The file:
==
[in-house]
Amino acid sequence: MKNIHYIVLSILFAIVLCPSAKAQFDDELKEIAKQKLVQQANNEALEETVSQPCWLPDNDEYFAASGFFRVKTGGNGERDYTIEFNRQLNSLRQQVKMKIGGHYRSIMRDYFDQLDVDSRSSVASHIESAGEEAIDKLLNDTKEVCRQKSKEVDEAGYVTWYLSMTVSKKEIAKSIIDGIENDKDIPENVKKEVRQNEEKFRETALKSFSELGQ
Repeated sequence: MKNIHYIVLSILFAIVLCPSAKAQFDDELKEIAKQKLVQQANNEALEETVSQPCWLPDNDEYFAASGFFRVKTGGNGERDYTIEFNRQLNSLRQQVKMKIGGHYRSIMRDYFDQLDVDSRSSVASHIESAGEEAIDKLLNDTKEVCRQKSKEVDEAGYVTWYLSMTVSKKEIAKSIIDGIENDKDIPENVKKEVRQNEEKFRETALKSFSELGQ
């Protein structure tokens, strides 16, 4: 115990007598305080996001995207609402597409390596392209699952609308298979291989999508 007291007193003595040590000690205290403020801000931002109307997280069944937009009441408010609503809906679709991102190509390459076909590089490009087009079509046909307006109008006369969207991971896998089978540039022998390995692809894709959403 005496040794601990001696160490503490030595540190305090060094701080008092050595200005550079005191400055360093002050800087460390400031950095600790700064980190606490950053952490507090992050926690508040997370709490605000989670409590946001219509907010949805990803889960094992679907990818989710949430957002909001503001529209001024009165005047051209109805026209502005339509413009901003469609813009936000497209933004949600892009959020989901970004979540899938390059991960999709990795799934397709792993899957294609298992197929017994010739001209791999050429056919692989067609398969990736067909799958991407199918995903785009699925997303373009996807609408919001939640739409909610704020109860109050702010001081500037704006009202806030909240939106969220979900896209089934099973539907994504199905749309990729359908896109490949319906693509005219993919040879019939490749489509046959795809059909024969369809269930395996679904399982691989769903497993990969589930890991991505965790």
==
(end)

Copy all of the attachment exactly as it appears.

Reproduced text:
[in-house]
Amino acid sequence: MKNIHYIVLSILFAIVLCPSAKAQFDDELKEIAKQKLVQQANNEALEETVSQPCWLPDNDEYFAASGFFRVKTGGNGERDYTIEFNRQLNSLRQQVKMKIGGHYRSIMRDYFDQLDVDSRSSVASHIESAGEEAIDKLLNDTKEVCRQKSKEVDEAGYVTWYLSMTVSKKEIAKSIIDGIENDKDIPENVKKEVRQNEEKFRETALKSFSELGQ
Repeated sequence: MKNIHYIVLSILFAIVLCPSAKAQFDDELKEIAKQKLVQQANNEALEETVSQPCWLPDNDEYFAASGFFRVKTGGNGERDYTIEFNRQLNSLRQQVKMKIGGHYRSIMRDYFDQLDVDSRSSVASHIESAGEEAIDKLLNDTKEVCRQKSKEVDEAGYVTWYLSMTVSKKEIAKSIIDGIENDKDIPENVKKEVRQNEEKFRETALKSFSELGQ
């Protein structure tokens, strides 16, 4: 115990007598305080996001995207609402597409390596392209699952609308298979291989999508 007291007193003595040590000690205290403020801000931002109307997280069944937009009441408010609503809906679709991102190509390459076909590089490009087009079509046909307006109008006369969207991971896998089978540039022998390995692809894709959403 005496040794601990001696160490503490030595540190305090060094701080008092050595200005550079005191400055360093002050800087460390400031950095600790700064980190606490950053952490507090992050926690508040997370709490605000989670409590946001219509907010949805990803889960094992679907990818989710949430957002909001503001529209001024009165005047051209109805026209502005339509413009901003469609813009936000497209933004949600892009959020989901970004979540899938390059991960999709990795799934397709792993899957294609298992197929017994010739001209791999050429056919692989067609398969990736067909799958991407199918995903785009699925997303373009996807609408919001939640739409909610704020109860109050702010001081500037704006009202806030909240939106969220979900896209089934099973539907994504199905749309990729359908896109490949319906693509005219993919040879019939490749489509046959795809059909024969369809269930395996679904399982691989769903497993990969589930890991991505965790």